Tren del Fin del Mundo

Tierra del Fuego Province (Argentina)

Tierra del Fuego (officially Provincia de Tierra del Fuego, Antártida e Islas del Atlántico Sur) is an Argentine province entirely separated from mainland Argentina by the Strait of Magellan. It includes:

History

The youngest of the Argentine provinces was first inhabited around 12,000 years ago. When the first Europeans arrived, they encountered a population of about 10,000 indigenous people belonging to four tribes: Yamana, Alakaluf, Selk'nam and Manek'enk (Haush). Within fifty years after discovery, only about 350 natives remained due to the diseases such as smallpox and measles that had ravaged these tribes. The provincial capital city is Ushuaia, from a native word meaning "bay towards the end".

The territory was "discovered" in 1520 by the expedition of Ferdinand Magellan, who named the place first Land of Smokes and later Land of Fire, as he saw what were probably the fires produced by the local aborigines for heat.

Juan de Alderete in 1555 and later Pedro Sarmiento de Gamboa intended to found settlements in the area, but the inclemency of the weather and the constant attacks of British pirates, who took Sarmiento de Gamboa prisoner, frustrated their ambitions.

Spanish, Dutch, British and French explorers ventured on Tierra del Fuego island and the nearby seas. Gabriel de Castilla passed through before discovering Antarctica, while Robert FitzRoy, and Charles Darwin explored this land and other parts of Patagonia.

In 1828 Argentina established a penal colony at Puerto Luis on the Falkland Islands, but in 1833 the British sent a naval task force to request that the Argentine representative of the islands, José María Pinedo, and Argentine forces leave the islands. Luis Piedrabuena installed a base in San Juan de Salvamento on Isla de los Estados island. The British Patagonia Mission, under its superintendent Waite Stirling, founded Ushuaia as an Anglican mission in 1869, and shortly thereafter Salesian missionaries founded Río Grande.

In the 1880s the Argentine government took a more active interest in Tierra del Fuego. In 1881, the meridian 68°36'38 W was defined as the boundary between the Chilean and the Argentine sides of the island. In 1884 the Government of Tierra del Fuego was created, and a subprefecture was established at Ushuaia.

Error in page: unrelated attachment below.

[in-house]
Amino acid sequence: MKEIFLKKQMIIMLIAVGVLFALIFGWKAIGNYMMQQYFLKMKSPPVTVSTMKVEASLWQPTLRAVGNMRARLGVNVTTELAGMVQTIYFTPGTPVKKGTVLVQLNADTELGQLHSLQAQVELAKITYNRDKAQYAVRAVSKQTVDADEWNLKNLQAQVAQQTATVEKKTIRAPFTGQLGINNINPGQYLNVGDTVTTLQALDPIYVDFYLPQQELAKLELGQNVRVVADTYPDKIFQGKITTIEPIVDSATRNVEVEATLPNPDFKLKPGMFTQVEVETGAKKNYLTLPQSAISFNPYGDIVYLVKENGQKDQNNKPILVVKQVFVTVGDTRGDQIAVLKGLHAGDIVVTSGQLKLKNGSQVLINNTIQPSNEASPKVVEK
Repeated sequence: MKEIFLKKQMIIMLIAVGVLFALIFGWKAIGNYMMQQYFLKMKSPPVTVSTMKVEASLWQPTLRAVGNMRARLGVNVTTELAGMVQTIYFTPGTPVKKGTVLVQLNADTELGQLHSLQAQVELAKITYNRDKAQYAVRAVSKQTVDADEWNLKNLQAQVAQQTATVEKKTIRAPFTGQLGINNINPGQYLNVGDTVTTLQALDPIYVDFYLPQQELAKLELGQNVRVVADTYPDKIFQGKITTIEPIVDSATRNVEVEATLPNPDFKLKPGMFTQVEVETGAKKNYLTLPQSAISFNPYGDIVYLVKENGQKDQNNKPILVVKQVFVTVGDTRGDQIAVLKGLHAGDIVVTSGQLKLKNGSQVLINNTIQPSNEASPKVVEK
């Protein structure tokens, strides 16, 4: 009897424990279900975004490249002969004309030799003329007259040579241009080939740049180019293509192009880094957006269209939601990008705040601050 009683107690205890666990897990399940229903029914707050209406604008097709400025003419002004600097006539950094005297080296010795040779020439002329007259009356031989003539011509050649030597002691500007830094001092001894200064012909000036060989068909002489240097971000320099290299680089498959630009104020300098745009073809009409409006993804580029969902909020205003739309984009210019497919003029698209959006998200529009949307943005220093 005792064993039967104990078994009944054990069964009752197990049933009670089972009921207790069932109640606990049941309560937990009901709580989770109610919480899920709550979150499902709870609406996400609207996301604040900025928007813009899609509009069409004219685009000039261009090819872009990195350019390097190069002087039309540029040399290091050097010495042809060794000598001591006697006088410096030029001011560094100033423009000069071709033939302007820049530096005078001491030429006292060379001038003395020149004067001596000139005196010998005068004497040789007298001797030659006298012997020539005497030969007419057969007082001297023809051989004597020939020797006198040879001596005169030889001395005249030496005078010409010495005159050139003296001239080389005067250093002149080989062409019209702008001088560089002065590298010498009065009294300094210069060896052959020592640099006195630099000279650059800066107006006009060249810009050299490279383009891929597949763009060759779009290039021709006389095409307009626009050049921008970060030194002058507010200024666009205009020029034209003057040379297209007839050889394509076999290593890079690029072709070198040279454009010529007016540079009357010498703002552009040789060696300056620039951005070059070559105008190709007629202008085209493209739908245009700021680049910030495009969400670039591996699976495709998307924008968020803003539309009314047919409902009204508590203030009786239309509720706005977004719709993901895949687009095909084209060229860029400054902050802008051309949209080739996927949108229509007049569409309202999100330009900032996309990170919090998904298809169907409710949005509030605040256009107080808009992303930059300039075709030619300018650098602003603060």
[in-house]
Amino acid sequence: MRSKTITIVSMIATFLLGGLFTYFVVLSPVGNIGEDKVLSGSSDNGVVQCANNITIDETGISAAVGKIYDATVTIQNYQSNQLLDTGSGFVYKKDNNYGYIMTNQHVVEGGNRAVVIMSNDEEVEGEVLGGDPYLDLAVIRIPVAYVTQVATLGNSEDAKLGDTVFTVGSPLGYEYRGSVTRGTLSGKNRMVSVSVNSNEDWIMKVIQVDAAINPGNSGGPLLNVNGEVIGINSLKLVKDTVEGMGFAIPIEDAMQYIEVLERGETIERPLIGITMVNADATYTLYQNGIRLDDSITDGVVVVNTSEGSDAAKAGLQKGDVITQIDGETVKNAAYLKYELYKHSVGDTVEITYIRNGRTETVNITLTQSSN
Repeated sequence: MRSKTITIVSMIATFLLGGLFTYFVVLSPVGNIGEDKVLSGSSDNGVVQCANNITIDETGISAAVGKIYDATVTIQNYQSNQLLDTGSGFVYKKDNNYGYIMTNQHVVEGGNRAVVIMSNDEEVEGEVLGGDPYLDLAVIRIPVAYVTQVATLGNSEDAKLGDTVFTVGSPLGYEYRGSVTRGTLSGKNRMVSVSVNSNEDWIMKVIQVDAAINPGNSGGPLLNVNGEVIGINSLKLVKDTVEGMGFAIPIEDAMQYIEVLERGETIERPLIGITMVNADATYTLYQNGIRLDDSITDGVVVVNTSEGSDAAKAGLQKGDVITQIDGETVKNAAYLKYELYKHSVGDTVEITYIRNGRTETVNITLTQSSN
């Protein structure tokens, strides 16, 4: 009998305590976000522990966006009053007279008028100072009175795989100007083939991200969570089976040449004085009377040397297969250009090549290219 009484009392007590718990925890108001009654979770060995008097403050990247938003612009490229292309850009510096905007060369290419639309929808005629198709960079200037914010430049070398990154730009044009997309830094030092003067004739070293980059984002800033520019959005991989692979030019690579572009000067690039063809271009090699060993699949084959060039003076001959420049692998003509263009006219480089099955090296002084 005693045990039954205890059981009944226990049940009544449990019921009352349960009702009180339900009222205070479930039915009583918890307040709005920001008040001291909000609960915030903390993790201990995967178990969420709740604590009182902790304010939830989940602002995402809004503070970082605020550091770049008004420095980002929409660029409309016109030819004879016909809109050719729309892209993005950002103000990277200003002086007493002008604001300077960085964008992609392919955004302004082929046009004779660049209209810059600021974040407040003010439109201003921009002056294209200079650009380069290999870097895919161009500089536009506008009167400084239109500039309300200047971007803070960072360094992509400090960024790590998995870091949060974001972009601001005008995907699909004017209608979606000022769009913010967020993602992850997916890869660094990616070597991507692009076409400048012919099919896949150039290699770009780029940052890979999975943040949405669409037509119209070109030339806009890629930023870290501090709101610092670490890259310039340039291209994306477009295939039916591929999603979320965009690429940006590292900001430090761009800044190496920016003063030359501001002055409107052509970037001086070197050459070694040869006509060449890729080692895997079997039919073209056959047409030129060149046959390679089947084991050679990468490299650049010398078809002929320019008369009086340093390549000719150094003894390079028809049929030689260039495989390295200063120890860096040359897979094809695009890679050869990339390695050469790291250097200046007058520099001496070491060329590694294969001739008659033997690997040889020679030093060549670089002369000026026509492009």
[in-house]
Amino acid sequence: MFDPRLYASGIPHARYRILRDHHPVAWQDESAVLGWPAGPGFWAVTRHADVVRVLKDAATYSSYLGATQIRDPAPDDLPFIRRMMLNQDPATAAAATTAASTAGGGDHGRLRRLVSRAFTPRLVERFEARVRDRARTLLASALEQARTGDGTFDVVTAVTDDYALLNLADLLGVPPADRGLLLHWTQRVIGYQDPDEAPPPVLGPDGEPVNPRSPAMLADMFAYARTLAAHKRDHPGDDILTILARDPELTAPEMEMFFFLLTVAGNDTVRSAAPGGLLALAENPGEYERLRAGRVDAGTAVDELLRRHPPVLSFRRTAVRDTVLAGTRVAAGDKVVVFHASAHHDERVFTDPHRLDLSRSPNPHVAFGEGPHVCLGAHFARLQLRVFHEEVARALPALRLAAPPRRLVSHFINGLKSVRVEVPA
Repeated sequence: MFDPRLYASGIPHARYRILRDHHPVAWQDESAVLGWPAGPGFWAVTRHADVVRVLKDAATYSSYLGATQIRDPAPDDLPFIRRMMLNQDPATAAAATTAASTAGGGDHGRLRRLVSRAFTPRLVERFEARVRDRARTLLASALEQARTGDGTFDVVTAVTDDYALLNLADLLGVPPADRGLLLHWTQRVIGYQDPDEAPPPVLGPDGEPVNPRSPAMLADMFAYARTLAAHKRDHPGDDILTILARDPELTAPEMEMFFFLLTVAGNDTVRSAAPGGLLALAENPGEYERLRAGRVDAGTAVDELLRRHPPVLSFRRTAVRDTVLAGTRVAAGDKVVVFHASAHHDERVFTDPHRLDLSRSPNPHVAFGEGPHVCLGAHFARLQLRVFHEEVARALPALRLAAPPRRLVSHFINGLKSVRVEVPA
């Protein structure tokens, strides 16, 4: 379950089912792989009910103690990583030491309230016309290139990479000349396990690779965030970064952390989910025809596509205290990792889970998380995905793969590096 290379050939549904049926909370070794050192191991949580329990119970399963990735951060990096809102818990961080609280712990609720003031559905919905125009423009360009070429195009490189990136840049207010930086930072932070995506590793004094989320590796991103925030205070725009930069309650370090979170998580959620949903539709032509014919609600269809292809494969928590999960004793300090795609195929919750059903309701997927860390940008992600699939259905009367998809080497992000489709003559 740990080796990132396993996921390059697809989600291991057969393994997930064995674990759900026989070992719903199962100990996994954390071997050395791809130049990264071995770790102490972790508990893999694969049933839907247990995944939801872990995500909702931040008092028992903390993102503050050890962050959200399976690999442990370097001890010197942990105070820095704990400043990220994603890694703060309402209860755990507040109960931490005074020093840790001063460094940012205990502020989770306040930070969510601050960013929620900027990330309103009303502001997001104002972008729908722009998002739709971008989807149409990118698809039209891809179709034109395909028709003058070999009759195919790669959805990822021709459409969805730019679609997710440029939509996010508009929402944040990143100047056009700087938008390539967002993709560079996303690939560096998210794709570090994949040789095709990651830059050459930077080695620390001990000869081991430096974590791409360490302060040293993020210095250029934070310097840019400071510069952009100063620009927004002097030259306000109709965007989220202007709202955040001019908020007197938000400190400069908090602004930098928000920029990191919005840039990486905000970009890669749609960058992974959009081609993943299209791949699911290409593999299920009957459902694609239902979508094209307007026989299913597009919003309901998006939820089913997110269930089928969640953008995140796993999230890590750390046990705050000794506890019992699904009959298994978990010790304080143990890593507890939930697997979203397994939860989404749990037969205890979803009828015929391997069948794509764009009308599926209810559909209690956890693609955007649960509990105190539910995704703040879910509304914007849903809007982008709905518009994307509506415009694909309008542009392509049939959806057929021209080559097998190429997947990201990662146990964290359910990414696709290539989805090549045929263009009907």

The southern part of the Beagle Channel was an issue of conflict between both states, specially regarding three small islands, Picton, Lennox and Nueva, which were given to Chile by decision of the mediating British Crown in 1977, revised by Pope John Paul II and ratified by treaty in 1985.

When the crews of sailing-ships told of the notoriously dangerous voyage round the tip of South America, Tierra del Fuego became a byword in Europe for an inhospitable land, where life would be impossibly harsh for settlers. In reality however, it is by no means the most sparsely populated province of Argentina, as Europeans often assume. Its population density of 4.75/ km² is in fact higher than five other provinces, due to various waves of immigration. Gold fever started in Tierra del Fuego around 1883. Many Croatians from the Dalmatian coast arrived in search of gold. The rush for gold brought with it some progress such as the telegraph in addition to a wave of immigrants. Although by 1910 the gold fever had died along with the exhaustion of the precious metal's sources, most of the pioneers stayed. The inauspicious-looking northern plains proved to be ideal sheep-farming territory, and vast latifundias sprang up. Croatian, Scottish, Basque, Italian, Galician and Chilean immigrants arrived to work on the estancias and build up their own landholdings

With the creation of the Gobernación Marítima de Tierra del Fuego in 1943, construction of naval bases began in Ushuaia and Río Grande, as well as an airport and other infrastructure. This brought a significant number of immigrants from Argentina and other countries.

It was not until 1990 that the Territorio Nacional de la Tierra del Fuego, Antártida e Islas del Atlántico Sur was declared a province, and receiving its first governor two years later.

As a result of killings and disease, by 1920 the Amerindian population of the island had dropped to only 200. Word of the atrocities reached the Federal Congress, in Buenos Aires, which tried to help the Salesian mission, the only institution working in the island to protect them.

Geography and climate

The province can be geographically divided into 3 distinct areas: the Tierra del Fuego islands, the Argentine Antarctica, and the Islands of the South Atlantic.

Tierra del Fuego Island

See also Tierra del Fuego
There are low mountains and sandy beaches at the north of the island, ascending to the south. The north is somewhat similar to the steppe of the Santa Cruz Province. In the middle of the island, the end of the Andes mountain system runs horizontally, and its highest peak, Mount Cornú, rises only 1,490 meters. There are a number of short rivers (Grande, Moneta, Ona, Lasifashaj, etc.), and due to the low temperature, there are many small glaciers that descend towards the sea. The annual average temperature of the island is 5.3 °C, with precipitation of 300 mm in the north and 550 mm in the south.